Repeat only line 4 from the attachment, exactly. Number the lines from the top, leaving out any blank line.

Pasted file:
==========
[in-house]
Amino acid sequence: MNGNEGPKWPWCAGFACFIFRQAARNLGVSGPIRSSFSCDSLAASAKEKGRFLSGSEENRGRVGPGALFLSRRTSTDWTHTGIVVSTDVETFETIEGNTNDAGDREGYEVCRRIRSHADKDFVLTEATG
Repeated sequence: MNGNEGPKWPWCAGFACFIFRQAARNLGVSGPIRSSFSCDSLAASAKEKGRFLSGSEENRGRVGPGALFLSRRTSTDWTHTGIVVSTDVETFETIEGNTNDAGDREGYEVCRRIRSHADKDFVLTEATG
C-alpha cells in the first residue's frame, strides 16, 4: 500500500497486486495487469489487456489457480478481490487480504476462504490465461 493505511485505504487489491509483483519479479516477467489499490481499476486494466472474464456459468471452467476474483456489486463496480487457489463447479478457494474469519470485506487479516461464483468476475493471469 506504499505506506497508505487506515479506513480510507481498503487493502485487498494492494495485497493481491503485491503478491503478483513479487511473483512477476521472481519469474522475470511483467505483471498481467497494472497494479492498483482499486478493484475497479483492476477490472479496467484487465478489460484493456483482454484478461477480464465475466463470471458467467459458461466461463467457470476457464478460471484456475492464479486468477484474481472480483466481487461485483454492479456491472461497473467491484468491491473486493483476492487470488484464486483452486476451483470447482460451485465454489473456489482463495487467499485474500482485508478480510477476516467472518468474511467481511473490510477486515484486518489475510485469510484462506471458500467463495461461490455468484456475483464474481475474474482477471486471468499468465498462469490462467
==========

C-alpha cells in the first residue's frame, strides 16, 4: 500500500497486486495487469489487456489457480478481490487480504476462504490465461 493505511485505504487489491509483483519479479516477467489499490481499476486494466472474464456459468471452467476474483456489486463496480487457489463447479478457494474469519470485506487479516461464483468476475493471469 506504499505506506497508505487506515479506513480510507481498503487493502485487498494492494495485497493481491503485491503478491503478483513479487511473483512477476521472481519469474522475470511483467505483471498481467497494472497494479492498483482499486478493484475497479483492476477490472479496467484487465478489460484493456483482454484478461477480464465475466463470471458467467459458461466461463467457470476457464478460471484456475492464479486468477484474481472480483466481487461485483454492479456491472461497473467491484468491491473486493483476492487470488484464486483452486476451483470447482460451485465454489473456489482463495487467499485474500482485508478480510477476516467472518468474511467481511473490510477486515484486518489475510485469510484462506471458500467463495461461490455468484456475483464474481475474474482477471486471468499468465498462469490462467